Just as the native Athapaskan (Alaska) school year of 1948 began, yet another teacher had abandoned her assignment. Then Miss Agnes arrives. She radically different in wardrobe -she wears pants- and in teaching approach.
Through the 10 year old native narrator, Frederika, we experience the curious anticipation of the children. Miss Agnes has brought different books, and even art supplies! No more See Spot Run, there were exciting stories, like Robin Hood. She even knows the pencil crayons have funny names. “We all laughed because our skin and that “flesh” crayon weren’t anything like the same color. Even when we put it by Miss Agnes’s hand it wasn’t the same color. We didn’t know who would have skin that color.”
The children loved maps. The boys ‘saw’ where they hunted, and how far it was to Fairbanks. “When I touched Africa, I could see that long, flat place where the elephants and the zebras were and feel the hot wind on me and smell dry grass. Now I wanted to go everywhere. And before, I never knew there was an everywhere.”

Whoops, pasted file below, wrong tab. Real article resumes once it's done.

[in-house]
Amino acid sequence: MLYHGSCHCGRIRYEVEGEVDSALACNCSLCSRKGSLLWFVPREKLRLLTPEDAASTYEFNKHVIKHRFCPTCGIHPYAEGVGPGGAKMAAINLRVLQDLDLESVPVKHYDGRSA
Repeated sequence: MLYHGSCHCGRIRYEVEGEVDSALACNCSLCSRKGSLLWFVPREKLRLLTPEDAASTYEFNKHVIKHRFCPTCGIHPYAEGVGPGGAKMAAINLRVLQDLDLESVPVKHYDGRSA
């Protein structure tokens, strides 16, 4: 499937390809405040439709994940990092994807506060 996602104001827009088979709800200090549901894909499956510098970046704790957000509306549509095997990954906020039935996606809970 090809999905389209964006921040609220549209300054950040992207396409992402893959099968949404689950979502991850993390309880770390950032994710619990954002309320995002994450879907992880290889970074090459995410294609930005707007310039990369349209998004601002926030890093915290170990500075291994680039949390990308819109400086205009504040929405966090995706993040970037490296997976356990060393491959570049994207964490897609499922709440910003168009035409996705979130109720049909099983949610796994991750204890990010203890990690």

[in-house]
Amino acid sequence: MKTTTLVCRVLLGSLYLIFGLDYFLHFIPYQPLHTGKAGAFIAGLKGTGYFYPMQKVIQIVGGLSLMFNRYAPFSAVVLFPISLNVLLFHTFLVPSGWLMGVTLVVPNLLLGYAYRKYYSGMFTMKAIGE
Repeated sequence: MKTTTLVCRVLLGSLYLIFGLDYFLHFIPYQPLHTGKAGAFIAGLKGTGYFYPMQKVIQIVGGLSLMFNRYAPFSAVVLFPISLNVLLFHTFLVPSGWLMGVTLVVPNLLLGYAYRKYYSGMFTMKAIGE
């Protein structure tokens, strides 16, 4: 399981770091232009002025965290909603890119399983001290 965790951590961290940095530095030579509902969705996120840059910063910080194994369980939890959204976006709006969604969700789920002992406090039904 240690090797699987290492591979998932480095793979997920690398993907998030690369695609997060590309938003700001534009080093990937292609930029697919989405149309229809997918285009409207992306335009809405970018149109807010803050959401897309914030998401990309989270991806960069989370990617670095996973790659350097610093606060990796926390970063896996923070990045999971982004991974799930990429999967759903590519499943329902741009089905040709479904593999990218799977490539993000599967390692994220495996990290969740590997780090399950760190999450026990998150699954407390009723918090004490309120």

Even the older children, who attend seasonal hunts with their families looked forward to school. Frederika’s shows us the native perspective and way of life, but more importantly we see how her mind is steadily broadened as she learns. After Miss Agnes left, and well into that summer, Fred thought, “Everything had something to do with what we learned from her, as if we just woke up to see the world around us, and way beyond us.”
ValuedMinds expects the narration of a story to use correct grammar, but in this application it would be wrong. Having spent time as a child in a one room school by a reserve in Northern Ontario –stuck with the Indians in the rearmost desks– this reviewer (RnB) can assure readers that, if anything, Kirkpatrick Hill is simplifying the educational hurdles Northern Natives face. The Year of Miss Agnes is more profound than its simple language implies.